Gecamex Technologies Inc.'s successful bid to acquire Tarxien Corp. makes it a significant auto parts molder. More than 98 percent of Tarxien's shares were tendered in Gecamex's C$15.40 (US$11.40) per-share offer, which expired Nov. 28. Gecamex of Leamington, Ontario, will pay about C$48.9 million (US$36.2 million) for all Tarxien shares, including those recently issued under options held by shareholders.
Tarxien also indirectly boosts the thermoplastic injection molding business of Versatech Industries Inc. of Toronto, which owns 75 percent of Gecamex. Versatech and Gecamex have diverse auto parts businesses that have grown through recent acquisitions and internal expansion.
Tarxien injection molds door handles, interior trim and exterior body panels on 39 presses at plants in Ajax and Concord, Ontario. Its Concord facility also paints parts. Its biggest contracts are for General Motors Corp.'s Suburban, Yukon, Tahoe and Saturn vehicles. Earlier this year it predicted sales of C$100 million (US$74 million) for the 1999 model year. Its nine-month sales on Sept. 30 were C$45.9 million (US$34 million).
Versatech President Rob Lee said his firm will integrate Tarxien's raw material, marketing and computer-aided design technology with Gecamex and Versatech but he said it was too early to know exactly how Tarxien will fit other operations.
Gecamex was formed in 1993 as a public company from the Gecamco group of companies founded by Matt Baumgartner in the 1980s. Its Bauerhin Division injection molds thermoplastic parts in Acuna, Mexico, and makes auto interior trim and interior door panels there and in Windsor, Ontario.
Gecamex's Joh Division molds elastomers and makes auto sealing systems in Leamington. It also compression molds thermoset composites using technology Gecamex acquired when it bought Raytak Automotive Systems Inc. of Toronto in 1994.
Gecamex's Apex Metals division does metal auto part stamping and assembly in Kitchener, Ontario. Lee estimated Gecamex's sales will be about C$60 million (US$44.4 million) for the year ended Dec. 31.
Versatech began making returnable and reusable plastic and metal packaging for auto parts in 1991. Its packaging operations in Toronto and Detroit use thermoforming, sonic welding and other processes. In the past 18 months it bought several firms, including its Hi-Craft Engineering subsidiary, an automotive injection molder and tool maker in Detroit.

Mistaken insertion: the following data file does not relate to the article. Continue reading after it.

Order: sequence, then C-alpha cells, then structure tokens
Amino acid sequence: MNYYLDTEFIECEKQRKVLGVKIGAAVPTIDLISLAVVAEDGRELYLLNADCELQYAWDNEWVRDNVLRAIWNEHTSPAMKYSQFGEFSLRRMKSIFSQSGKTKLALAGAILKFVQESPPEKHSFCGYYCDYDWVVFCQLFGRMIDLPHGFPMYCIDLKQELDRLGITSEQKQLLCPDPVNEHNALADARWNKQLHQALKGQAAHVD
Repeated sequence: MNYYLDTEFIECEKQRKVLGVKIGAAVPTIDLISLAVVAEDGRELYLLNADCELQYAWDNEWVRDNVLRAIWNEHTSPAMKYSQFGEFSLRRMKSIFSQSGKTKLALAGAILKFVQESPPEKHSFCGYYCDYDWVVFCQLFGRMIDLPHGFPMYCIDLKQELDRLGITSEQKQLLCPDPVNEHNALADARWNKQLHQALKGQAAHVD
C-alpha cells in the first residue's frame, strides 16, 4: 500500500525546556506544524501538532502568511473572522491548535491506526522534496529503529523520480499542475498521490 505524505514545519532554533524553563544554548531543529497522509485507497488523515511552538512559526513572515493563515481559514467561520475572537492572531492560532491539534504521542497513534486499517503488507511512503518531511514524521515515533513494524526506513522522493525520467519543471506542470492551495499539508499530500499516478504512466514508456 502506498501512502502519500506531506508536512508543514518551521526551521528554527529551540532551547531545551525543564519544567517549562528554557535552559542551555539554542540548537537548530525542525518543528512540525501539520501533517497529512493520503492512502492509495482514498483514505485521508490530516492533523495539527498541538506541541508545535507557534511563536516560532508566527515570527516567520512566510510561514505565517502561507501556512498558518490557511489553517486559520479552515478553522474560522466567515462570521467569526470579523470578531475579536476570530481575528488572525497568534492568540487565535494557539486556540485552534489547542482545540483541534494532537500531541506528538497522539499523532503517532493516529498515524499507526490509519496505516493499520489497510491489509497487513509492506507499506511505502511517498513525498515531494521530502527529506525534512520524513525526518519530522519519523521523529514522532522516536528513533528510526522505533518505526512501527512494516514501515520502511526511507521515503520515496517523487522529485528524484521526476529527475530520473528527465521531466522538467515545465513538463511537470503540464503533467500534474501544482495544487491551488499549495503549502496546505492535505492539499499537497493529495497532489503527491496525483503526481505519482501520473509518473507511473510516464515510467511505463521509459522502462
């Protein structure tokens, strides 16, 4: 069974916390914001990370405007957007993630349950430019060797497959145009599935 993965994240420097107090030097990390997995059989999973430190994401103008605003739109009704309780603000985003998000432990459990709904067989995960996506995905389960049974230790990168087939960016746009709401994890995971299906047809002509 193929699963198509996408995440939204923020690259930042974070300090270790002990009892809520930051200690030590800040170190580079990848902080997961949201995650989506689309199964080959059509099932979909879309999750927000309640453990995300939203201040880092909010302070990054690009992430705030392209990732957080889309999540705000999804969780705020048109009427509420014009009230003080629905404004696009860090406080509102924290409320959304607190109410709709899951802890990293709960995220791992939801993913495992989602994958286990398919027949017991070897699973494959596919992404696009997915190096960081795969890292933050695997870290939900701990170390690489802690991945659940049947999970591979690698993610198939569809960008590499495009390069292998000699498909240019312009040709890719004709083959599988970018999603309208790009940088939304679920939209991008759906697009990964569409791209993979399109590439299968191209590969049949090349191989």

Hi-Craft's products include control switches and under-the-hood parts. Nasdaq-traded Versatech will record sales of about C$105 million (US$77.7 million) in 1996, Lee said.
Versatech acquired a 20 percent chunk of Gecamex in mid-1995 in a share swap involving a Versatech subsidiary. It gradually increased its holding, and early this year got control and replaced Gecamex senior executives, including former chairman Baumgartner and president Fraser Wray. The dismissals cost Gecamex C$1.1 million (US$814,000).
Lee said Gecamex will retain most senior management at Tarxien and expects that its former president and major shareholder Ralph Zarboni will act as a consultant for six months.
Tarxien's board of directors has resigned and been replaced by Rob Lee, Jack Lee, who is Gecamex's chairman, and Ian Macdonald, a director of Gecamex and a partner in private merchant bank Tricapital Management Ltd. of Toronto.
Gecamex said Dec. 2 that Versatech helped arrange C$13 million (US$9.6 million) worth of financing for the Tarxien purchase. In exchange, Gecamex issued to Versatech a promissory note and Gecamex share-purchase options, which, if exercised, will boost Versatech's stake in Gecamex to 79 percent.